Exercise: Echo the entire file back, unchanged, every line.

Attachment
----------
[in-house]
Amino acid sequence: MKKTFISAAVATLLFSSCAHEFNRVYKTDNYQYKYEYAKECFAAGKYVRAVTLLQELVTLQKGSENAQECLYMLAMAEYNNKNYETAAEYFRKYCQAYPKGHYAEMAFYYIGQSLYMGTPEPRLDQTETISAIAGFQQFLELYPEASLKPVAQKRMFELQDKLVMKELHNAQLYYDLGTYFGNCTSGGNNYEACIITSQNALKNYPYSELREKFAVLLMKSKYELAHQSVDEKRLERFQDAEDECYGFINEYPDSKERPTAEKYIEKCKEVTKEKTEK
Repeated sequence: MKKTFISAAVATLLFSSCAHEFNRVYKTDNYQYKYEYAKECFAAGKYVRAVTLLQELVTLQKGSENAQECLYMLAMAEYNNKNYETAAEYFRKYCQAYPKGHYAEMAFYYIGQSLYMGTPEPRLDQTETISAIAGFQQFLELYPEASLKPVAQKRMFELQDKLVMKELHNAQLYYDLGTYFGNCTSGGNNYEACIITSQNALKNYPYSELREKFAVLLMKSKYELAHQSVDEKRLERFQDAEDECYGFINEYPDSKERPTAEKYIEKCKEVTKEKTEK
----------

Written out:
[in-house]
Amino acid sequence: MKKTFISAAVATLLFSSCAHEFNRVYKTDNYQYKYEYAKECFAAGKYVRAVTLLQELVTLQKGSENAQECLYMLAMAEYNNKNYETAAEYFRKYCQAYPKGHYAEMAFYYIGQSLYMGTPEPRLDQTETISAIAGFQQFLELYPEASLKPVAQKRMFELQDKLVMKELHNAQLYYDLGTYFGNCTSGGNNYEACIITSQNALKNYPYSELREKFAVLLMKSKYELAHQSVDEKRLERFQDAEDECYGFINEYPDSKERPTAEKYIEKCKEVTKEKTEK
Repeated sequence: MKKTFISAAVATLLFSSCAHEFNRVYKTDNYQYKYEYAKECFAAGKYVRAVTLLQELVTLQKGSENAQECLYMLAMAEYNNKNYETAAEYFRKYCQAYPKGHYAEMAFYYIGQSLYMGTPEPRLDQTETISAIAGFQQFLELYPEASLKPVAQKRMFELQDKLVMKELHNAQLYYDLGTYFGNCTSGGNNYEACIITSQNALKNYPYSELREKFAVLLMKSKYELAHQSVDEKRLERFQDAEDECYGFINEYPDSKERPTAEKYIEKCKEVTKEKTEK